The following interview took place at the
NTSGA Superjam, October 4, 2004, in Nashville, Tennessee.
SGR: What a great show you did tonight!
Joe: Thank you, Gib. We had a great time. I had some old friends up there playing with me.
SGR: I walked in a little late when your set started. Who was this guy up there?
Joe: That guy was Theopholis. He’s my alter-ego. He’s one of the characters I use when I do a show. I’ve
been doing him about ten years now. I use to do him at a show in Williamsburg, VA called the Old Dominium Opry. We had a good
time doing characters.
SGR: Joe, you’re from Michigan. Did you grow-up and start playing steel there?
Joe: I started playing steel in October of 1962. I was eight years old when I started playing Hawaiian music in Jackson,
Michigan. I basically learn the Owhau method. Learned to play all the Hawaiian songs and sheet music until I was about eleven
years old. Then I quit playing for awhile.
SGR: I notice you’ve got a little rock influence in your music.
Joe: That come from being up in Michigan playing all the honky tonks and clubs. You had to play it. Lot of the gigs I played
were wedding receptions or something of that note where you have people wanting to hear country or people wanting to hear
pop. If you’re going to dance, you’ve got to play some rock n’ roll.
SGR: Joe, you are a very versatile picker. Is that just the Joe Wright style?
Joe: I just wanted to work and play music in a band, and you had to play all different styles. I played in show bands where
you had to play show tunes. We’d do the William Tell Overture, and the lady would play mandolin, and we’d do Serivan
music, just not your normal Nashville steel guitar. I was just part of the group, and I happened to play steel guitar. I’m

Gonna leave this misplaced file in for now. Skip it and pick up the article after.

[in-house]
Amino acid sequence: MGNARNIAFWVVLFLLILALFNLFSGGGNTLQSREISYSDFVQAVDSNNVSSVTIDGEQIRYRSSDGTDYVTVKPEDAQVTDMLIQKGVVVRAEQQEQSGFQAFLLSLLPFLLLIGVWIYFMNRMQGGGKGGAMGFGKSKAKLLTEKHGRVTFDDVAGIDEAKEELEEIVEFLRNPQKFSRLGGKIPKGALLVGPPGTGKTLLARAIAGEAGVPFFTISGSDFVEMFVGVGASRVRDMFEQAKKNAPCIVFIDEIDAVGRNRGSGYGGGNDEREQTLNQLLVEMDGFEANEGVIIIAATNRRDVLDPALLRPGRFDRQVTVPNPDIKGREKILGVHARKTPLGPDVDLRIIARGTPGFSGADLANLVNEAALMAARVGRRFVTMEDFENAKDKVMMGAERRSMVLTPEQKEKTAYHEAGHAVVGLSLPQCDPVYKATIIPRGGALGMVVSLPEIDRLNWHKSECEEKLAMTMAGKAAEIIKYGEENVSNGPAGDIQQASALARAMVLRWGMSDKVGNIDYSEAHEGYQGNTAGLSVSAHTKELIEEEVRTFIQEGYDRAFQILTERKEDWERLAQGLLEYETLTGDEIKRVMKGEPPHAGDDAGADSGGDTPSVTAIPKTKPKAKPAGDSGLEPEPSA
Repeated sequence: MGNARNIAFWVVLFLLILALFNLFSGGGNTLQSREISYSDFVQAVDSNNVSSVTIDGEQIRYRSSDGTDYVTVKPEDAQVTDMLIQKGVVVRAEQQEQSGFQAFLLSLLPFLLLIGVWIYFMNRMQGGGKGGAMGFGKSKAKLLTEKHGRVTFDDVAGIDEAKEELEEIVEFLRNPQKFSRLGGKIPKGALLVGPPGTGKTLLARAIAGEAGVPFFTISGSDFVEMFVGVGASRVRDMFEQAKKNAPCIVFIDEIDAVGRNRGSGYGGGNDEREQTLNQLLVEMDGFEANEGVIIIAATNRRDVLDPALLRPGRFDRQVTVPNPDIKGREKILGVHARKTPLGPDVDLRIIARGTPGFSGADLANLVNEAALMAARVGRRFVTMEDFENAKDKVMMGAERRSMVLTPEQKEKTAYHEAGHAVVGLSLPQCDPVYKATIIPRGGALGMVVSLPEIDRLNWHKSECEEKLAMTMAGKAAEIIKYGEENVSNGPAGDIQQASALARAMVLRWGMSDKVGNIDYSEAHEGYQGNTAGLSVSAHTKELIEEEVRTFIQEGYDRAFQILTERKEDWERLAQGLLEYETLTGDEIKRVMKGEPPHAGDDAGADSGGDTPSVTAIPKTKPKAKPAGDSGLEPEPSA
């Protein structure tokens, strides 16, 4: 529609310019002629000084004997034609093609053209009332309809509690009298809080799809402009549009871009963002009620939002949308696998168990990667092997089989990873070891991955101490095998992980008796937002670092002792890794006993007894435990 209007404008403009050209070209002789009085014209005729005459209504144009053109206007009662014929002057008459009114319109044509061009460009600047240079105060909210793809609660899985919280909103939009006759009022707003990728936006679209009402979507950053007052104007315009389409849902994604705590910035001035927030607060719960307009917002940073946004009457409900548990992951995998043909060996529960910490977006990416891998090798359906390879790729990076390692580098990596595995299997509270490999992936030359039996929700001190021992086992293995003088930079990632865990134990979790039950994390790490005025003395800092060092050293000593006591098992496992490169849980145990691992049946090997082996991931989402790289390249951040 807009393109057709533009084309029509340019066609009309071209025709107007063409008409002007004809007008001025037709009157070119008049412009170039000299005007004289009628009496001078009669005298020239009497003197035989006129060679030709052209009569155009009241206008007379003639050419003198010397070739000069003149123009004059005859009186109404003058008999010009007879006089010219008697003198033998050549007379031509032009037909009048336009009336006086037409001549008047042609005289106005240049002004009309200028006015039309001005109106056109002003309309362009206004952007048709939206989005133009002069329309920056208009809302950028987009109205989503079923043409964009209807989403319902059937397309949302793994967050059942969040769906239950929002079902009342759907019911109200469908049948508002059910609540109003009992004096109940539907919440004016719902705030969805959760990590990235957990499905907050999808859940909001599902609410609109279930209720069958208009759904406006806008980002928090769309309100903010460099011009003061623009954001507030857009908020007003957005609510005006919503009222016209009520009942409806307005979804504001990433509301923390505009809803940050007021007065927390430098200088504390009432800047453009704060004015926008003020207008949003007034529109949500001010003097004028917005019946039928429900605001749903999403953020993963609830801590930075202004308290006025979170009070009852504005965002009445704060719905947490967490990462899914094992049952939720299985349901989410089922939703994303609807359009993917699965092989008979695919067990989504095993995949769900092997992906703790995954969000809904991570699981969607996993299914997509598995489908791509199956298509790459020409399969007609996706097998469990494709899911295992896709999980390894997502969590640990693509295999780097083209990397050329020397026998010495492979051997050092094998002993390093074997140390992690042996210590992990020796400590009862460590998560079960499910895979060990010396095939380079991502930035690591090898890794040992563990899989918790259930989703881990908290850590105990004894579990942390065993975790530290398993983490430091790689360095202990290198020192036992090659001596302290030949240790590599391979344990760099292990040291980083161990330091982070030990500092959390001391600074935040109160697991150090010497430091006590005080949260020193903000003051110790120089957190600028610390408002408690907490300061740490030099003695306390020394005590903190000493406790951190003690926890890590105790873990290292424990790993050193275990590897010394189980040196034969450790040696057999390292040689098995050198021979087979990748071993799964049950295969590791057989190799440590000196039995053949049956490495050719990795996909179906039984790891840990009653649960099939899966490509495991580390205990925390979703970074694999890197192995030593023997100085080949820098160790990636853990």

just a musician that plays steel guitar.
SGR: That’s the understatement of the year.
Joe: I just try to play the song. I sing a little bit too, but my steel guitar is my voice. I try to speak with that.
SGR: How did you get started playing steel guitar?
Joe: That’s a good question. It was totally different in 1963 when I started. There was not a lot of pedal steel.
The hard thing for the kids nowadays is there’s so much other that we can do. DVD’s to rent, videos to rent, computers
to play with. So someone starting on steel guitar, let’s say in you area, #1-they have got to have the desire, the obsession.
They can’t live without it. Steel guitar - guitar, I don’t care what they want to play, they’ve got to have
that. And personally, give them a guitar instead of a gun.
SGR: That is said so well.
Joe: It is way pass dedication. I call it an obsession to where you have to do it. That’s what makes the players
good. You take Buddy Emmons, Lloyd Green, Hal Rugg, John Hughey, the list goes on. Anyone in the top eshilon, it was just
not something they did, it was something they had to do. They are always drawn back to learning more and wanting to learn
more and be better. Our instrument is so new, we started in 57’ or what it was to they played it on a record first,
using the pedals and bending the strings. What a concept! We’re still in our infancy compared to a piano or a violin,
a pedal steel guitar is a brand new instrument.
SGR: I can remember John Hughey telling me when he was a kid, he was obsessed with the sound he heard
over the radio that turned out to be the ting-a-ling of Little Roy Wiggins.
Joe: Little Roy had that signature lick, which is alternating fingers on two strings and get that real fast trill going.
He used it on Eddy Arnold and a lot of great stuff back then. There were signature, which you don’t hear so much these
days. Hank Thompson, Merle Haggard; signature licks. They all had these little dittys, and, of course, the little dittys came
from the musicians.
SGR: At this year’s Superjam, we inducted Lloyd Green into our Legends category. Talk about a
signature lick, I think of Farewell Party.
Joe: The way he built that was too cool. You can’t get over just how great that was. The thing about Lloyd was that
stuff was so spontaneous, it just came off his fingers like butter.
SGR: Jackson, Michigan. Is that where it all started?
Joe: That’s where it all started. I took my first lesson in Jackson where I learned to play and am moving back to
Tennessee. I’ve been taking care of Mom, as you know. She had a little illness, and that’s coming to an end. Packing
it up and bringing it back to Nashville.
SGR: Nice to see somebody’s hair a little longer than mine.
Joe: I like my long hair. You know Gib, I wear long hair because I want nobody to mistake me for a steel guitar player.
SGR: That’s too good! Joe Wright, thanks for your time.
Joe: Thank you, Gib!